September 11, 2007 -- TOKYO, Japan -- GE Honda Aero Engines has begun testing the first full HF120 demonstration engine (including maximum thrust levels) at Honda's Aircraft Engine R&D Center in Japan.
Over the next five months, GE Honda will conduct an array of tests on several HF120 demonstrator engine builds to verify performance operability, thermal characteristics, and component efficiencies. This full-engine testing follows several months of engine core (hot section) tests on several builds of hardware.
The aggressive HF120 test schedule this year is geared to validate significant design enhancements to the engine before full certification testing begins in 2008. Currently, the company is finalizing and releasing hardware for the seven HF120 engines in the certification program.
"This is an exciting and intense period in the development program," said Bill Dwyer, president of GE Honda Aero Engines. "We are validating our latest design enhancements through as much core- and full-engine testing as possible before the first certification engines are assembled and tested."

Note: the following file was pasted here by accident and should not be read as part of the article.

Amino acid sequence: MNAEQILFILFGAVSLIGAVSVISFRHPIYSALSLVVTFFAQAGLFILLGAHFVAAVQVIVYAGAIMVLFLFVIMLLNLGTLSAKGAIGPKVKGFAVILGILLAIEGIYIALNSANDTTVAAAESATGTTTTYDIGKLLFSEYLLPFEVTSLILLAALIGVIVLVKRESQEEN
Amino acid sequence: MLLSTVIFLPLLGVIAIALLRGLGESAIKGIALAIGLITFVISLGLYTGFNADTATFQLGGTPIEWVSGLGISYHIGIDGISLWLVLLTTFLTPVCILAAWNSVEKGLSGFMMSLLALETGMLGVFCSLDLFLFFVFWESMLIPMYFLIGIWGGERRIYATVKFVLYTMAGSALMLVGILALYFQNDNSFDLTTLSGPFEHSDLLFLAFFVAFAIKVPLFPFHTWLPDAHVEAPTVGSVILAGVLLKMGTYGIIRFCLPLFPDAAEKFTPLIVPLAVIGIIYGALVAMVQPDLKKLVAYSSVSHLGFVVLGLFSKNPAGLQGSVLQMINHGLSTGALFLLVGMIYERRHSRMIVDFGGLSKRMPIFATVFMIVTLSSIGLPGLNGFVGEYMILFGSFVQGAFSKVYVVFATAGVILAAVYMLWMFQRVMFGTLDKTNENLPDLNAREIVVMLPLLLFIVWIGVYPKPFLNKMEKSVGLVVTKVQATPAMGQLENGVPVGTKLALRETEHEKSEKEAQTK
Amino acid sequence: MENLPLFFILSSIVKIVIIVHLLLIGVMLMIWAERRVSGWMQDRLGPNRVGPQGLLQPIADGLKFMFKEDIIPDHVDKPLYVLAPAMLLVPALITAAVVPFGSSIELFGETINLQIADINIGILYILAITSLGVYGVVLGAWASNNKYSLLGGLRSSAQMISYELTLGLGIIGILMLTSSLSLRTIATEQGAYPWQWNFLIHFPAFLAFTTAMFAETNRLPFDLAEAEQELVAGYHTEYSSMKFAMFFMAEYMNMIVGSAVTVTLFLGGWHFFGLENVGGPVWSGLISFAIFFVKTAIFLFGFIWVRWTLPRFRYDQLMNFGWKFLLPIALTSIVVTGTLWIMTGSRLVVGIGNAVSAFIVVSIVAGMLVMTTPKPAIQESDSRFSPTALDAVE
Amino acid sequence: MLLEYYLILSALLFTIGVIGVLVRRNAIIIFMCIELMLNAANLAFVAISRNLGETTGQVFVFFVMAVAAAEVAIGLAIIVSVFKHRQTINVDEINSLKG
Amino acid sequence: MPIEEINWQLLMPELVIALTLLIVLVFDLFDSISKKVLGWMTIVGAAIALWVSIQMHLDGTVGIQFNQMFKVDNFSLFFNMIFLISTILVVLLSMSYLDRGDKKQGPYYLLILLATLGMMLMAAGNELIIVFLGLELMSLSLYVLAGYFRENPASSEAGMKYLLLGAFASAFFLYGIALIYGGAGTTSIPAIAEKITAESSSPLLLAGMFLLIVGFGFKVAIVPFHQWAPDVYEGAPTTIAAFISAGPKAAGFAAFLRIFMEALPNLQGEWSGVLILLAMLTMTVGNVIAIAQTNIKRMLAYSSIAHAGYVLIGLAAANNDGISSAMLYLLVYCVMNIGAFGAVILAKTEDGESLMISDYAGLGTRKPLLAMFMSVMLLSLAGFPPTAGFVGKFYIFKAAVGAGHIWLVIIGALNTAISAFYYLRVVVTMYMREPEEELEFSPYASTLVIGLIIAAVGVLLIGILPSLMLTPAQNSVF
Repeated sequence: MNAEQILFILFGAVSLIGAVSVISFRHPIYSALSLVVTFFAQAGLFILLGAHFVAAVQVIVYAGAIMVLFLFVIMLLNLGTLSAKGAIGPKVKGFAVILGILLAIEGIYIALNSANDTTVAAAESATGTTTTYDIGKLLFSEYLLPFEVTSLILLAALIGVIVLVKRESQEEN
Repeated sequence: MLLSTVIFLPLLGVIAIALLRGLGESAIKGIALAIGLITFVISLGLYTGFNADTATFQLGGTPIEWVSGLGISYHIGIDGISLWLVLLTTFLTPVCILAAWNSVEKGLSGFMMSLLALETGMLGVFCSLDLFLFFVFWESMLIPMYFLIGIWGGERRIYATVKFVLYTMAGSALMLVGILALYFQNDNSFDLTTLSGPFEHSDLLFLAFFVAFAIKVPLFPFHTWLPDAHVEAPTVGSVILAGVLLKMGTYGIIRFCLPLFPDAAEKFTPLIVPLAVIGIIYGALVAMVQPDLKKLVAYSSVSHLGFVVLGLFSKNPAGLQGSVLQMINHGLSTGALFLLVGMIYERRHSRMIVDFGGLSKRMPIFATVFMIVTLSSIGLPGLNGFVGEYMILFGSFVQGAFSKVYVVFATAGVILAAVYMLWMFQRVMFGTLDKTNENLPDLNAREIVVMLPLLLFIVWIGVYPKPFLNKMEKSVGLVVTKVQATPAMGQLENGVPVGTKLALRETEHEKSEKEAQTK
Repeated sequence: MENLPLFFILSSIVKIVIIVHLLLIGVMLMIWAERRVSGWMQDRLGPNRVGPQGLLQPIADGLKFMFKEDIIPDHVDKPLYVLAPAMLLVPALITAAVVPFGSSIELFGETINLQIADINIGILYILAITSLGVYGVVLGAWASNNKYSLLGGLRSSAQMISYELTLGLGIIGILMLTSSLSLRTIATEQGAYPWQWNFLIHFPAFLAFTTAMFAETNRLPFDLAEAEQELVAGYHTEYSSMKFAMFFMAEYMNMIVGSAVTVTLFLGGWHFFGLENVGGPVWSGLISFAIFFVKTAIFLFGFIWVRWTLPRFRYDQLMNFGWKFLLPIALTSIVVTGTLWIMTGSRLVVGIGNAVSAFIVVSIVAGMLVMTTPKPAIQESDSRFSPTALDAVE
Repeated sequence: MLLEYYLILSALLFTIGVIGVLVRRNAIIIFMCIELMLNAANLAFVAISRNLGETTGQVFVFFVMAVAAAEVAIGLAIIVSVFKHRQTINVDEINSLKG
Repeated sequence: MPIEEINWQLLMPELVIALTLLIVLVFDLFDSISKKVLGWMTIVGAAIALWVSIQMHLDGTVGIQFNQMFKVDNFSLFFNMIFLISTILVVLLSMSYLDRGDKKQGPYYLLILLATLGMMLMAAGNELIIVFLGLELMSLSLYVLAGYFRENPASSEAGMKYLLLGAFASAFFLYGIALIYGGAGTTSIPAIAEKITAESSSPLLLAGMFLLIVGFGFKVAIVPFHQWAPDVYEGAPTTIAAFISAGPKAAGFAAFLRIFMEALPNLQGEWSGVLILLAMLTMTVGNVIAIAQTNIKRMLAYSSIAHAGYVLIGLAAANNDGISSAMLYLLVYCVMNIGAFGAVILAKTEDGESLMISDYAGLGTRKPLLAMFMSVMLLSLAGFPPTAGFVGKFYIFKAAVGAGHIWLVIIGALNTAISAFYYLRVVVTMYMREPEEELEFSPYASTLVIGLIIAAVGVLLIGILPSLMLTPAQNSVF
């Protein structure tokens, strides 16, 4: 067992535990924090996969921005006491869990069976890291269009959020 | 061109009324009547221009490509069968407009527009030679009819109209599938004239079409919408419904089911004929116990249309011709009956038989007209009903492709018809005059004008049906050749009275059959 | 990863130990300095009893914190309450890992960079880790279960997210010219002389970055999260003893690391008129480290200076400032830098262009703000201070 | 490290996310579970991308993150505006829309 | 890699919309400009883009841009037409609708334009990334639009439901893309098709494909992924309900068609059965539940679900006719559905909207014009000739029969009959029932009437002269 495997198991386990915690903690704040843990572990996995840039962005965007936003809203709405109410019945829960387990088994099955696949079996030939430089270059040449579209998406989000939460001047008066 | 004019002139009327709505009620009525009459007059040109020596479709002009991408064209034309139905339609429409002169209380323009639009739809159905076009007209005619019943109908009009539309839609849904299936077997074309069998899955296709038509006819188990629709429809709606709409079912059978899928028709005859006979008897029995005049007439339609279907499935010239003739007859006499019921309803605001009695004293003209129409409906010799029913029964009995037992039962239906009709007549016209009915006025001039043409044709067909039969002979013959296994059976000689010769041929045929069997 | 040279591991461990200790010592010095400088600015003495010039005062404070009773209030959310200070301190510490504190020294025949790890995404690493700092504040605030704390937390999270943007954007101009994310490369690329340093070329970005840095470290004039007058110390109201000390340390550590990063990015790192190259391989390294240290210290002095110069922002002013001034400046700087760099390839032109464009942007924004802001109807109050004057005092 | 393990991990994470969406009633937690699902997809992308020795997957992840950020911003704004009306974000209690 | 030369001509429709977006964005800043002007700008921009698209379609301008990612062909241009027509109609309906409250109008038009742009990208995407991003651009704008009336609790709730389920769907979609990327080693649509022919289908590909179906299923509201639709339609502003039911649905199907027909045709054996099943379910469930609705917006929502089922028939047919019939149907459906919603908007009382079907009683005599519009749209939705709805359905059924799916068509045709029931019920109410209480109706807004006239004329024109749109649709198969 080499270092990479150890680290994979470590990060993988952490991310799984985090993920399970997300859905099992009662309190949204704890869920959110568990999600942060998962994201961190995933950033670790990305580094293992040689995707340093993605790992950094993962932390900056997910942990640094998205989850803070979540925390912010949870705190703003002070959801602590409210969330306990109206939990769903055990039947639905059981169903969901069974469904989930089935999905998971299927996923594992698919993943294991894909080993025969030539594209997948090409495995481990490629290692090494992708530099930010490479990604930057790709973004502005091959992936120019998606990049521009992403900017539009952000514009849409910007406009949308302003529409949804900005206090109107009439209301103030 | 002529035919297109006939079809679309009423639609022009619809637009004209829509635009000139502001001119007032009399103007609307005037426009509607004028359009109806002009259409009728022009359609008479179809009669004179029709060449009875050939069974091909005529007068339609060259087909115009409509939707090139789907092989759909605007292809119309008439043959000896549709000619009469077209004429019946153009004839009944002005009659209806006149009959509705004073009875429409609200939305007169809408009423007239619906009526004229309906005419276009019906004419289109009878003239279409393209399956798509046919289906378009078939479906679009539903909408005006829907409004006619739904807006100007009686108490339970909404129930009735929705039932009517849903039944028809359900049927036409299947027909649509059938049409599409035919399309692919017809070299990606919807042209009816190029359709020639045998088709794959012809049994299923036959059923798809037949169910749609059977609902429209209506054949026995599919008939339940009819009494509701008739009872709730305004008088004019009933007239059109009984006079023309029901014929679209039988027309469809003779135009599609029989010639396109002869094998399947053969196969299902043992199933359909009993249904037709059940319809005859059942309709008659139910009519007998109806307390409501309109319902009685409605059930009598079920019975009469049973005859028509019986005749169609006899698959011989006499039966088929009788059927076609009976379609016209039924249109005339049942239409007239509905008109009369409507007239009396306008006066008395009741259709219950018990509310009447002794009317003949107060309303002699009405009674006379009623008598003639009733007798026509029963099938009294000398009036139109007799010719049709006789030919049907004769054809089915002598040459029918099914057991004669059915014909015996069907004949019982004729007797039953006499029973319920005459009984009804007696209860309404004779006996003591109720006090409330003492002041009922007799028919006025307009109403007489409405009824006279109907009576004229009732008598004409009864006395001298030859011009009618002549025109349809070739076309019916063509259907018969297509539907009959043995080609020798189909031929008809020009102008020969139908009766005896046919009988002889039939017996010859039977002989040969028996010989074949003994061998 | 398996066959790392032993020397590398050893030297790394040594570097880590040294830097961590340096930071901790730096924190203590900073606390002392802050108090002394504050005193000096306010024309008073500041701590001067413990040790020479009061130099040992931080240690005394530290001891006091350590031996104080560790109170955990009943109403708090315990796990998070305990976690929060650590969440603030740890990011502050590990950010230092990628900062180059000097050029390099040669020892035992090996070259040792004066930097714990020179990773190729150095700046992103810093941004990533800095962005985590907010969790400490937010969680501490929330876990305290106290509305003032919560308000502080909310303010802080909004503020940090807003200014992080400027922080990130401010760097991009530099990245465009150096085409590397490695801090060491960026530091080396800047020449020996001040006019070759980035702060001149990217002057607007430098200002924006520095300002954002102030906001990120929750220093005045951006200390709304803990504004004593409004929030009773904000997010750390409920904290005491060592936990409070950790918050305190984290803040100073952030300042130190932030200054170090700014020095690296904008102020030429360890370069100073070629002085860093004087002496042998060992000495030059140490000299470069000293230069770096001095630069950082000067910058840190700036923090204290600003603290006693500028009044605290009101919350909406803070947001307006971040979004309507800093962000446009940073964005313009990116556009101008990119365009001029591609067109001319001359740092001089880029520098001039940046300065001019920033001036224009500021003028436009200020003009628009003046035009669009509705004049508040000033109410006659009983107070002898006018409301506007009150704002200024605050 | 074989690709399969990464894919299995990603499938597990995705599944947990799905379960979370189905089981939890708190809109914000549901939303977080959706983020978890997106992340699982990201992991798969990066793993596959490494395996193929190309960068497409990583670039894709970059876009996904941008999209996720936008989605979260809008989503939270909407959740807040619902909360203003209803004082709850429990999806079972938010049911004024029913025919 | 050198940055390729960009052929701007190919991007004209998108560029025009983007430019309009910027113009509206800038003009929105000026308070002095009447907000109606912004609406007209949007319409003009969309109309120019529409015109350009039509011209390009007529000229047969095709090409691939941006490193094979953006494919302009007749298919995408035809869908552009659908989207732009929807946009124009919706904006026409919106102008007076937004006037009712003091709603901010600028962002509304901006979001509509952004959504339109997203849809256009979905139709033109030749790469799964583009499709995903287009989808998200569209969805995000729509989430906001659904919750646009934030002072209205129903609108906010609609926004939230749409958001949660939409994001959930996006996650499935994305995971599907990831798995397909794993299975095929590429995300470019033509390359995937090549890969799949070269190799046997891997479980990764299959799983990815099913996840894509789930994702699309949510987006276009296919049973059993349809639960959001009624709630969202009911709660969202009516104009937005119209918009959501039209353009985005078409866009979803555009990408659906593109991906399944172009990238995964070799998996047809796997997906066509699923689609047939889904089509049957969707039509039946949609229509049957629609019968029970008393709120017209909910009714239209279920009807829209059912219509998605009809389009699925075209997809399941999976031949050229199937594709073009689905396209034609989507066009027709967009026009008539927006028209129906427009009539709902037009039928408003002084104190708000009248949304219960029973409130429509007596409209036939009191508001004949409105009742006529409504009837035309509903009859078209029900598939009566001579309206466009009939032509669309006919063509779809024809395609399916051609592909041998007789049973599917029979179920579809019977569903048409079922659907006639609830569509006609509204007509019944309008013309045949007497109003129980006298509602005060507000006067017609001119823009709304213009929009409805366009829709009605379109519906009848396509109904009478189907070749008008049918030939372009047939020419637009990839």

GE Honda tested the HF120 core (compressor, combustor, high-pressure turbine) this past spring to validate aeromechanical characteristics of the compressor and turbine airfoils. The second core test conducted this summer focused on overall component performance and engine thermal characteristics.
The GE Honda HF120 engine was formally launched in October 2006 when it was selected to power both the HondaJet advanced light jet and the Spectrum Aeronautical "Freedom" business jet. HF120 certification is targeted for 2009, with entry into service on both aircraft scheduled to begin in 2010.
HF120 engine production will begin in 2009 at GE's Lynn, Massachusetts, facility. Honda Aero Inc. recently announced plans to build an engine production facility in Burlington, North Carolina, which is slated to open for engine deliveries in 2010.
The HF120 engine, rated at 2,095 pounds of thrust, succeeds Honda's original HF118 prototype engine, which has accumulated more than 4,000 hours of testing on the ground and in-flight. GE and Honda redesigned the engine for higher thrust, while seeking new standards of performance in terms of fuel efficiency, durability, and low noise and emissions.
Source: GE Honda Aero Engines Begins Full Engine Testing of HF120
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